The World Health Organization (WHO) recommends seasonal malaria chemoprevention (SMC) with sulfadoxine-pyrimethamine and amodiaquine for children aged 3–59 months, living in areas where malaria transmission is highly seasonal. However, due to widespread prevalence of resistance markers, SMC has not been implemented at scale in East and Southern Africa. An initial study in Uganda showed that SMC with SPAQ was feasible, acceptable, and protective against malaria in eligible children in Karamoja region. Nonetheless, exploration of alternative regimens is warranted since parasite resistance threats persist.
The study aims to test the effectiveness of SMC with DP or SPAQ (DP-SMC & SPAQ-SMC), chemoprevention efficacy as well as the safety and tolerability of DP compared to that of SPAQ among 3–59 months old children in Karamoja region, an area of Uganda where malaria transmission is highly seasonal.
A Type II hybrid effectiveness-implementation study design consisting of four components: 1) A cluster randomised controlled trial (cRCT) using passive surveillance to establish confirmed malaria cases in children using both SPAQ and DP; 2a) A prospective cohort study to determine the chemoprevention efficacy of SPAQ and DP (if SPAQ or DP clears sub-patent infection and provides 28 days of protection from new infection) and whether drug concentrations and/or resistance influence the ability to clear and prevent infection; 2b) A sub-study examining pharmacokinetics of DP in children between three to <6 months; 3) A resistance markers study in children 3–59 months in the research districts, plus the standard intervention districts to measure changes in resistance marker prevalence over time and finally; 4) A process evaluation.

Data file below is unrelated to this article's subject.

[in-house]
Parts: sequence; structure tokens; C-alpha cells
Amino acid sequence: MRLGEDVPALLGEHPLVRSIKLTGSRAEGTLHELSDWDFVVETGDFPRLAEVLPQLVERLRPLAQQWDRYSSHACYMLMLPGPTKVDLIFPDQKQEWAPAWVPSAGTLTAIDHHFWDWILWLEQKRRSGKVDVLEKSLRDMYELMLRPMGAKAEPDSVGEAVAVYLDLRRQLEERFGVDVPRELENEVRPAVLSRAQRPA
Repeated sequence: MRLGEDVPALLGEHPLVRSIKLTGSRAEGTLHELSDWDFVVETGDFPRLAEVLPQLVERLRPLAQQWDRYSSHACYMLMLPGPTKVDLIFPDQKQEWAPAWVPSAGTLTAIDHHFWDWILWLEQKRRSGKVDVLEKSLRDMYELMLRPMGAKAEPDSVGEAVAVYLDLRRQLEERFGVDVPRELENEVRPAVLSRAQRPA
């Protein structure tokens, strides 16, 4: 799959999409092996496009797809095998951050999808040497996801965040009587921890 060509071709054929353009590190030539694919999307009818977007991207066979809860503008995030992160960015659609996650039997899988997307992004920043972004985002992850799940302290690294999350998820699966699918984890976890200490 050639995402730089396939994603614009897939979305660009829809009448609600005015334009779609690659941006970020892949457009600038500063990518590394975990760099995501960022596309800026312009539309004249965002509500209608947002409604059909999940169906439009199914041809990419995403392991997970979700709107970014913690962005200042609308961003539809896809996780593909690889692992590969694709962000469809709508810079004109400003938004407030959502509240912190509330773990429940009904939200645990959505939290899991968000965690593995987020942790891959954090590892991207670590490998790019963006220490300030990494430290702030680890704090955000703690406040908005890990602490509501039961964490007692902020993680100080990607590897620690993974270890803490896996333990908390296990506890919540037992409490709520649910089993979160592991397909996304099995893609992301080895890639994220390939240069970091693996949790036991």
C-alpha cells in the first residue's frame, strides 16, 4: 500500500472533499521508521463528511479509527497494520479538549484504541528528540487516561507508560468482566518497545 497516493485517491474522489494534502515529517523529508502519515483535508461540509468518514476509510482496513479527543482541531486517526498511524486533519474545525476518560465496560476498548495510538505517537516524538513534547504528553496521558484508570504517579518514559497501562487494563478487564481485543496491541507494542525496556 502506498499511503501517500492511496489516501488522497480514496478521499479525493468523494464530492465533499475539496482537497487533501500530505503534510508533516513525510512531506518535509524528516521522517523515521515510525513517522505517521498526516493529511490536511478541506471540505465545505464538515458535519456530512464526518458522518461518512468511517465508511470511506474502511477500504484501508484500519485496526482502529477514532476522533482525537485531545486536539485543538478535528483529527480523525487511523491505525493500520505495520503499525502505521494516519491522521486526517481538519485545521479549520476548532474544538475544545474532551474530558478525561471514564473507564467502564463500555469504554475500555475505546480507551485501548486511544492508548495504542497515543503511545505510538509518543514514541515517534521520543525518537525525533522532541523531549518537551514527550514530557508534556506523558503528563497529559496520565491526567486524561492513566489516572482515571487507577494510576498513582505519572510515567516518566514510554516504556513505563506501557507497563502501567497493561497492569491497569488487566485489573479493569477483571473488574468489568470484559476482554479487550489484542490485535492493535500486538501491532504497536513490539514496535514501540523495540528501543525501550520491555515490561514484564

This study will inform malaria policy in high-burden countries and contribute to progress in malaria control.
Published in Gates Open Research
Country: UgandaKeywords: Research | Malaria | Seasonal malaria chemoprevention | SDG3
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